Who knows? Maybe they don’t know about my beginnings. You know, that tag has always zoomed over my head a little bit, it just feels so irrelevant to me. My first response when people used to say that about my music always used to be: “You know what? Turn it up!” Music’s so subjective and I can’t control what people like. I’ll keep doing what I do and I guess people will make their own judgements.


There was only one million-seller in the UK last year – Emeli Sande’s Our Version Of Events. Do the state of album sales alarm you?

Not really. That’s not something you think about when you make an album. You just want it to be heard if you’re proud of it. I don’t think I’ve ever cared how it’s heard; whether people are buying it, listening to it on radio or whatever. I genuinely don’t care how you hear my music, I just want you to enjoy it. It’s that simple. I guess with the decline in CD sales, there’s other really exciting ways of having your music out there. I don’t spend a lot of time thinking about it.

A lot of new artists say that they do think of that stuff now – simply because they have to. The traditional music industry is smaller…

Maybe. And maybe it’s hard if you’re a new artist and there’s the threat of being dropped when you don’t sell instantly. That’s tough. I didn’t have that problem – I was given time and a slow build-up. That counts for a huge amount. In this day and age, if people were expecting an instant thing [from No Angel], who knows what could happen? It was an easier time in that respect. I think it would be sad if you have an artist today who needed that old school A&R development just like I had – I spent a good year on stage building up my confidence, barely saying a word. If they hadn’t nurtured me through that, I probably wouldn’t be sat here now making the records I want to make.

Adele’s record-breaking 21 has happened since your last record. Is that inspiring?

She’s amazing; a beautiful voice that moves you singing great songs that resonate with people. And she’s successful. You see, the world hasn’t changed that much…

What advice would you give today’s young artists?

Try not to ever hold stuff back. If you’ve made music and you’re proud of it, don’t get too precious about not putting this or that out. Don’t complicate things too much. That’s been my attitude with this album: here are some songs, it would be nice if people heard them. I was very free and easy in my early days – I’d sing on this or sing on this or that and then, as has been well documented, get paid with a curry. Also, when I first got signed, I remember not worrying about the business side of things too much, it was all about, “Do I like these people?” These people [industry execs] are going to be in your life – you have to be okay with that. And music’s a personal thing, you don’t want people you don’t like getting involved with it.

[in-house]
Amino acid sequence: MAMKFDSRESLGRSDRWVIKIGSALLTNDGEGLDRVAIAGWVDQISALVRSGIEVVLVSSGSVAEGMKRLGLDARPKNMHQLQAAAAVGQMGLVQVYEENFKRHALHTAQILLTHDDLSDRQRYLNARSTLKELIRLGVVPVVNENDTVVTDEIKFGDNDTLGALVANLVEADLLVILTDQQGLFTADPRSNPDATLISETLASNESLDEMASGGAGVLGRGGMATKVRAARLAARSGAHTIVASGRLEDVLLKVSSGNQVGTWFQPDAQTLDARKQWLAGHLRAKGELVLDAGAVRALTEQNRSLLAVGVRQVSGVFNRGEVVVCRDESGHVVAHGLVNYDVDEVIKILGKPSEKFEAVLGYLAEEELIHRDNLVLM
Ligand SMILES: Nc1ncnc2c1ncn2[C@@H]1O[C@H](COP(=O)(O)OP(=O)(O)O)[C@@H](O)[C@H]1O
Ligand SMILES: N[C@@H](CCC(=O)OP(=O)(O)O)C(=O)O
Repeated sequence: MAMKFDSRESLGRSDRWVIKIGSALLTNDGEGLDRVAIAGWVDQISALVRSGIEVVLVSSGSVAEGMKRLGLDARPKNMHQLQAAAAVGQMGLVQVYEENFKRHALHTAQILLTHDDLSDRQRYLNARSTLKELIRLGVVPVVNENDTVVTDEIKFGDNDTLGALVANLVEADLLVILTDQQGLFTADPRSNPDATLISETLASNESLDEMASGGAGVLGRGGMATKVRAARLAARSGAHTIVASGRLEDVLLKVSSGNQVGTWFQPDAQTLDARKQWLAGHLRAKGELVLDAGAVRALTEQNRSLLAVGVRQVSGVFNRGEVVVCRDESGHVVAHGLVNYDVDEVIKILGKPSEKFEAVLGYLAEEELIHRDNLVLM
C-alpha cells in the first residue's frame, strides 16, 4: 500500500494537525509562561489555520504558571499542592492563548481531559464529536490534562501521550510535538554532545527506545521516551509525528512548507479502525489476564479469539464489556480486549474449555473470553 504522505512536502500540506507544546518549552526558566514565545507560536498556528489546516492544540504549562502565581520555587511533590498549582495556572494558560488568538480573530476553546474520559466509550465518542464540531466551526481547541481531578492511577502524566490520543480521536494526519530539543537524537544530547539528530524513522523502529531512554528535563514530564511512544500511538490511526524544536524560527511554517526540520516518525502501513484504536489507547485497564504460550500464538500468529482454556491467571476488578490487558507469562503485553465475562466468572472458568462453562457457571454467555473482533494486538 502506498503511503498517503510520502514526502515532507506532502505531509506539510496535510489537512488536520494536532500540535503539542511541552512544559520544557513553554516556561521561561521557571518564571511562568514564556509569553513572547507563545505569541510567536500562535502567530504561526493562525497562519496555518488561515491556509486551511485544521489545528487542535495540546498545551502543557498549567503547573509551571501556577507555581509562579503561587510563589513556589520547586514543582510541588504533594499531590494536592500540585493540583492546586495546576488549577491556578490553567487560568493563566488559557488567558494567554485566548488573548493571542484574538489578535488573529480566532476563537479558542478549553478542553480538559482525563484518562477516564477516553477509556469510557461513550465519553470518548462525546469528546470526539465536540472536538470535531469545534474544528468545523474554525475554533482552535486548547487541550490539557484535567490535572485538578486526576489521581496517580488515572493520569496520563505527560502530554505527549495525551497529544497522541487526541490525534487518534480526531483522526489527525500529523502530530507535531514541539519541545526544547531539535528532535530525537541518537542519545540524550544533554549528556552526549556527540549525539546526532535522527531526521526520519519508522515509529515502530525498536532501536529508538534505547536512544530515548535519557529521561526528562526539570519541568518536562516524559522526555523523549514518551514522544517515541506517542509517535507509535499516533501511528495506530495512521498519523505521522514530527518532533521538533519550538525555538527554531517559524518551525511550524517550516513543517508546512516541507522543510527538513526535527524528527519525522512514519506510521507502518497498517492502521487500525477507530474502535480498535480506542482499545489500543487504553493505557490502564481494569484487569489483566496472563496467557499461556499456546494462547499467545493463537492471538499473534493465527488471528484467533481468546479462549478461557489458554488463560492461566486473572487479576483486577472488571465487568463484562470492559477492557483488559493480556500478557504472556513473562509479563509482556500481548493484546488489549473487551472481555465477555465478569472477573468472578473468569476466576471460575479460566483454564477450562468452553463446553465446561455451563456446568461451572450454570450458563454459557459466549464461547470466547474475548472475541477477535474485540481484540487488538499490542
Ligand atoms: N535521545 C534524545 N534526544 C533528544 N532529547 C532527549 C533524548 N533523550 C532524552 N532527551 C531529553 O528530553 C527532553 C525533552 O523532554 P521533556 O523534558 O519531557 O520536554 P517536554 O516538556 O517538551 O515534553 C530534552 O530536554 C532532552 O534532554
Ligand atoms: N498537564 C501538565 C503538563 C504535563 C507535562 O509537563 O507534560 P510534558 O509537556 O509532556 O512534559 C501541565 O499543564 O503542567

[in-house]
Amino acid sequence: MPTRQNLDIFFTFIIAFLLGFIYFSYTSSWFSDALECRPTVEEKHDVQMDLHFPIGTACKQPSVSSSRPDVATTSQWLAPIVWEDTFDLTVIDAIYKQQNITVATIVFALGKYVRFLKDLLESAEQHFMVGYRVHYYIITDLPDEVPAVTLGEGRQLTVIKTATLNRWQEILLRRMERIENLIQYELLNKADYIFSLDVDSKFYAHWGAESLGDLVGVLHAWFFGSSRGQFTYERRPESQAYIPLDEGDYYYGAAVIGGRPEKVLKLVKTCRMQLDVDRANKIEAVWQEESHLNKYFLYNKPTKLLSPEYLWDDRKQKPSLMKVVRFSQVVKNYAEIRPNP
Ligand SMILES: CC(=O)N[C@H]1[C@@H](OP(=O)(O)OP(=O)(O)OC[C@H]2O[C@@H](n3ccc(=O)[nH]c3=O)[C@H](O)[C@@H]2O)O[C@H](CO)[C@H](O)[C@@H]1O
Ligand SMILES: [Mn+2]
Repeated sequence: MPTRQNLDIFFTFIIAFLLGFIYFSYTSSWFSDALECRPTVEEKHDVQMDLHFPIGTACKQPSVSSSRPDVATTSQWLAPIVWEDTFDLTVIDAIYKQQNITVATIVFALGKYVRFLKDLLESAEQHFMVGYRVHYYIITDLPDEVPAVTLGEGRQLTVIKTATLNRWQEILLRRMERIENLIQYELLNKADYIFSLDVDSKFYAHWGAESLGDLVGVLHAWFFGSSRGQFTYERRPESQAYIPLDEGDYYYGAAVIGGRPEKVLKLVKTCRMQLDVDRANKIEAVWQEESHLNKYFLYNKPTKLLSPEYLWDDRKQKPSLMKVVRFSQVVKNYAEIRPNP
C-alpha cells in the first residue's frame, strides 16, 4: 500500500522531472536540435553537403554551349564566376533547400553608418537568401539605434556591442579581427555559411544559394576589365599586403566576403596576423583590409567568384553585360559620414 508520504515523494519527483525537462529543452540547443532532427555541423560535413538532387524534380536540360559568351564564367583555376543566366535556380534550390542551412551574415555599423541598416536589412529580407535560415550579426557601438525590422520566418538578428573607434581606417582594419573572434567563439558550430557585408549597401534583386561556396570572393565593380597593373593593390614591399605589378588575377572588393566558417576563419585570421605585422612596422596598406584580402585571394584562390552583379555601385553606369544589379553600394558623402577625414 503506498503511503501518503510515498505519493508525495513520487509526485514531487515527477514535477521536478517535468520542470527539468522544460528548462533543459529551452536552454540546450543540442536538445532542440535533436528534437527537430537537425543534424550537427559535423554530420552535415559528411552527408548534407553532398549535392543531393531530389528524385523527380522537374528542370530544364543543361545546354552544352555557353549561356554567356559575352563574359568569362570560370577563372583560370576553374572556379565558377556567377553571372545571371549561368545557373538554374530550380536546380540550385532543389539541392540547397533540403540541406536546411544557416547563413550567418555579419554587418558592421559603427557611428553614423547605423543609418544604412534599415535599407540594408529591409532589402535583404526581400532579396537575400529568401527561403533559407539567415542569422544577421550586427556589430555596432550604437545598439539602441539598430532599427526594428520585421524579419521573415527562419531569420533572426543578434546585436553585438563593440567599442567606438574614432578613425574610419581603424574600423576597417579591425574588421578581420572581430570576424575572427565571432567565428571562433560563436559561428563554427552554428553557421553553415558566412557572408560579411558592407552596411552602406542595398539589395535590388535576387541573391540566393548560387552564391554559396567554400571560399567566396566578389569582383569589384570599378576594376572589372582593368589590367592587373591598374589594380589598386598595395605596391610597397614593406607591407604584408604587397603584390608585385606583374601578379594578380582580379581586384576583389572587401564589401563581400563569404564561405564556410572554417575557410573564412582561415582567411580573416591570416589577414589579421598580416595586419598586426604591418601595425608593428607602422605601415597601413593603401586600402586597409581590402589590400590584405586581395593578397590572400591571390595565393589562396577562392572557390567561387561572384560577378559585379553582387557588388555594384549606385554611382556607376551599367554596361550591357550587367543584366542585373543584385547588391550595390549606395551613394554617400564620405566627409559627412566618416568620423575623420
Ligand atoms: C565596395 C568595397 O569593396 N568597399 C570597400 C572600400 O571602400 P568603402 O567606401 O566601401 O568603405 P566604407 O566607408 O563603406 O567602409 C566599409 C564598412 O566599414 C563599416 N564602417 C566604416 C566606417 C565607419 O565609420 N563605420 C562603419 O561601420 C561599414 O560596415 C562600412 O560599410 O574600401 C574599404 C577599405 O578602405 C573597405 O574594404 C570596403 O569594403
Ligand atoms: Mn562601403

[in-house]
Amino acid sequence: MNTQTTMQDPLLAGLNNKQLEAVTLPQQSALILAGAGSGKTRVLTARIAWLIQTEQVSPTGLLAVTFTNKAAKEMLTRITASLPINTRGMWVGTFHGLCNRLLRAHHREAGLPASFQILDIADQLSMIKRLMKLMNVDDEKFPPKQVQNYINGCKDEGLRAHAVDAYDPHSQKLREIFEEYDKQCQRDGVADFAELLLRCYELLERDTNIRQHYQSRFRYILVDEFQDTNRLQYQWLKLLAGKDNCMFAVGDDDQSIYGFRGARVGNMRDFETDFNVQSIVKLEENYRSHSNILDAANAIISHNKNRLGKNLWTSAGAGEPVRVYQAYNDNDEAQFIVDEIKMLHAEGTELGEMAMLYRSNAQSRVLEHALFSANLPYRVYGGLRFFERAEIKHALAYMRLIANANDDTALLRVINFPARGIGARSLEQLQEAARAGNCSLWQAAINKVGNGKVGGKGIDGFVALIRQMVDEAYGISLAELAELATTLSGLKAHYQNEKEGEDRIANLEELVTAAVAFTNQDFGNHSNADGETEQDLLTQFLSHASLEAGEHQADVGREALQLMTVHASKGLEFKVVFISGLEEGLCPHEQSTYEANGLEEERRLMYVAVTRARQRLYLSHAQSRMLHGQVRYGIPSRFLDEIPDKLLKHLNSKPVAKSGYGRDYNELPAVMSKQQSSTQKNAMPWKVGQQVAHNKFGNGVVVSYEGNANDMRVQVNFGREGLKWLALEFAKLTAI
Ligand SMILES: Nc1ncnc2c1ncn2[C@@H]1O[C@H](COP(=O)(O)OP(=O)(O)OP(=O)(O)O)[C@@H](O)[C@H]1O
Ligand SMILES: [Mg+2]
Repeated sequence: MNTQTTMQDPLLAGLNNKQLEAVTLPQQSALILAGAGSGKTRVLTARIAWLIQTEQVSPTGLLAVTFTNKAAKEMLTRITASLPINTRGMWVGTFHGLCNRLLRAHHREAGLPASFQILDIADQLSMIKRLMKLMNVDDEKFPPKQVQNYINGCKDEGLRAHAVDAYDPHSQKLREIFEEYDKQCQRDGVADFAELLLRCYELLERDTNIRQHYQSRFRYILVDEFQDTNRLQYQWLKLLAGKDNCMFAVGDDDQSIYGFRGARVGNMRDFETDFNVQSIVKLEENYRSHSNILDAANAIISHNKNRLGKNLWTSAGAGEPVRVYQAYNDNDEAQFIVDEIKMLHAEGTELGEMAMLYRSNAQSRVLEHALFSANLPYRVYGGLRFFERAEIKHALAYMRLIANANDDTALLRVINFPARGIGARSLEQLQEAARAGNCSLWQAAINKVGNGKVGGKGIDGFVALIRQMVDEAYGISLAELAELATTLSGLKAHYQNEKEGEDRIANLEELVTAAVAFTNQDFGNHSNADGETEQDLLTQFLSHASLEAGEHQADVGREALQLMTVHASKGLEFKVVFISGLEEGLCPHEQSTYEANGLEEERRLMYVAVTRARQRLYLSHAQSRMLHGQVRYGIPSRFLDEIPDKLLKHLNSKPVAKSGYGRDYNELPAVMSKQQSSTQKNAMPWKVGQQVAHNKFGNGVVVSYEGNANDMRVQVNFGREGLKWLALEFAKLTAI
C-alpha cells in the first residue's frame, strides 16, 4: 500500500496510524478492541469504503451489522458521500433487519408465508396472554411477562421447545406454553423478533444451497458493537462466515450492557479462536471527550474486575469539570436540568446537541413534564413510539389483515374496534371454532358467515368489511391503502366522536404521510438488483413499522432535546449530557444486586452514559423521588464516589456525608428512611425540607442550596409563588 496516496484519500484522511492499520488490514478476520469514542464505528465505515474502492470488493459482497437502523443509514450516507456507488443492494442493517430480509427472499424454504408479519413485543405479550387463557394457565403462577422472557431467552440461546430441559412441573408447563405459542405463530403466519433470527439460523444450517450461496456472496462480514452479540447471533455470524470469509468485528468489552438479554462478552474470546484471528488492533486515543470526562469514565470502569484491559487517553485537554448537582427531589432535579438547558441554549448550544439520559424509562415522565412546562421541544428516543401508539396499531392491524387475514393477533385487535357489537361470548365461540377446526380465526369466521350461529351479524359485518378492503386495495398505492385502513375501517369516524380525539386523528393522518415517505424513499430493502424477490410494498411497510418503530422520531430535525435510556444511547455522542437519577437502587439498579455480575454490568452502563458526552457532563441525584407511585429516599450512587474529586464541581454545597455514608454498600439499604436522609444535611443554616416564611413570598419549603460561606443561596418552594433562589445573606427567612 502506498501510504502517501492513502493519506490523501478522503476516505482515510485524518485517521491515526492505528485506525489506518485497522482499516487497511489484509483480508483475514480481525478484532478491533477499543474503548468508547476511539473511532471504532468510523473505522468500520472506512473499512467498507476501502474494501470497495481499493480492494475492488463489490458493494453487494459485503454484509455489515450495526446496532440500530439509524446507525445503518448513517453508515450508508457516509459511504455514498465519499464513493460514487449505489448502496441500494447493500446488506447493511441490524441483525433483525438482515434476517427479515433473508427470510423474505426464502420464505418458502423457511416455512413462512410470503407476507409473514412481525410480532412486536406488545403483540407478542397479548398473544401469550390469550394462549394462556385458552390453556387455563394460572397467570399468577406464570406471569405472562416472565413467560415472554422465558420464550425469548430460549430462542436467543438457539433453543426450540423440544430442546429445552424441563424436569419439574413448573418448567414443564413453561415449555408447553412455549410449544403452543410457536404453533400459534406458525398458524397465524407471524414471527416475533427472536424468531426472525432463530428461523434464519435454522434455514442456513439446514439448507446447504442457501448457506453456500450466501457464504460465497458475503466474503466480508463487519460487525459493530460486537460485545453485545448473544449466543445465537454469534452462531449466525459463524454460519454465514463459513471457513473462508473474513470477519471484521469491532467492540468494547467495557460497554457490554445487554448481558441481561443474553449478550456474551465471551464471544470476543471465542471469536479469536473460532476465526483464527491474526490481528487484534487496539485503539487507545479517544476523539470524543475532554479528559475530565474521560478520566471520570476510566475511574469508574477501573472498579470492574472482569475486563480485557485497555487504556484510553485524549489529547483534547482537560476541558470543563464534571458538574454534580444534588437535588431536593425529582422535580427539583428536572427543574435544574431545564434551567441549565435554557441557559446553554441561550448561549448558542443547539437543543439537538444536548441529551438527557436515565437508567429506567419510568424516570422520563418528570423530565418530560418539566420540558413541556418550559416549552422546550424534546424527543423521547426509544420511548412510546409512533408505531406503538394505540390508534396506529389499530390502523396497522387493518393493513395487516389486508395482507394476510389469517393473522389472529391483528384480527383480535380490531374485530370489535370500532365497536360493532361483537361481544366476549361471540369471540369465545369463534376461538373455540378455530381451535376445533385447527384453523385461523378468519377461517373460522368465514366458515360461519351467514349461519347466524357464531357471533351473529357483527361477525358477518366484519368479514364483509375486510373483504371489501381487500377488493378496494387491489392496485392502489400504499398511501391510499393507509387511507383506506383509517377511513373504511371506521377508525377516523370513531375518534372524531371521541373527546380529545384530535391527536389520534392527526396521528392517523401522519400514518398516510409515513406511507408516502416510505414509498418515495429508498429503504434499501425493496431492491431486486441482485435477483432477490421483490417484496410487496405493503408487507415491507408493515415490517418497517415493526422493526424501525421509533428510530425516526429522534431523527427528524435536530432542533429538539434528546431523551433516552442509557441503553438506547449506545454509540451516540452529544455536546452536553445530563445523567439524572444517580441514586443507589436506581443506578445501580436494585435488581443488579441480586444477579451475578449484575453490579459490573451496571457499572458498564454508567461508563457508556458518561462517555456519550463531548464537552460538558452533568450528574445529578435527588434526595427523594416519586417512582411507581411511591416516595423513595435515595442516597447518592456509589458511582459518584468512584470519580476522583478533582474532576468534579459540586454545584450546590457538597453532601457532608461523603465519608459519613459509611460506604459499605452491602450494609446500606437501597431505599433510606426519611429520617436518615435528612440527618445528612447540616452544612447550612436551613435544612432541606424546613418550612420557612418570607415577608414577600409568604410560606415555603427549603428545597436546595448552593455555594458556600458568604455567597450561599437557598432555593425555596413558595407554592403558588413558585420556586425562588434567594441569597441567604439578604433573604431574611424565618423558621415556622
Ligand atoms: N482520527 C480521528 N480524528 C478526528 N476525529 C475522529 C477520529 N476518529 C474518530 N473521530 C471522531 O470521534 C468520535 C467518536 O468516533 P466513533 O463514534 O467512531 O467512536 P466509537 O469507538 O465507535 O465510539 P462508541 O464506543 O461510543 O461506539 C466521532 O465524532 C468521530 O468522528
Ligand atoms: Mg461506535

You collaborated with Brian Eno on your last LP, co-writing Grafton Street. Now you’ve composed another track with him on Girl Who Got Away - called Day Before We Went to War. He must like working with you…

He’s just an amazing guy. He’s so clever, I’m a huge fan. It was one of those: ‘Who would you most like to work with?’ things. Easy, Brian Eno please! He’s interested in everything and is interesting in every way. He’s brilliant company, has a brilliant brain and is a brilliant musician. I would happily always have a track or two with him on every record for as long as I live. I’ll never get bored of listening to his music. The amount of time I’ve spent listening to albums like Another Green World is ridiculous, driving around with the sun going down in America. It’s perfect. Life doesn’t get better than that, musically.

What’s it been like working with your brother all these years? Is there ever sibling rivalry - do you ever have spats?

We definitely have spats but I don’t think there’s ever been a feeling of rivalry. We’re almost like two halves of the same brain. We think of such different things, that’s what makes it work. When I’m working with him, I feel like he’s the missing part of what I’m trying to create. It’s the easiest thing in the world working with him. Having said that, some of the biggest fights I’ve had in my life have been with Rollo! But it’s never about the big things - family or values or anything like that. It’s always some musical point. But you know what? I sort of love it. He’s so passionate about my stuff, when we’re fighting about my records I do sometimes think: ‘God, who else in this world has got a producer who cares quite this much?’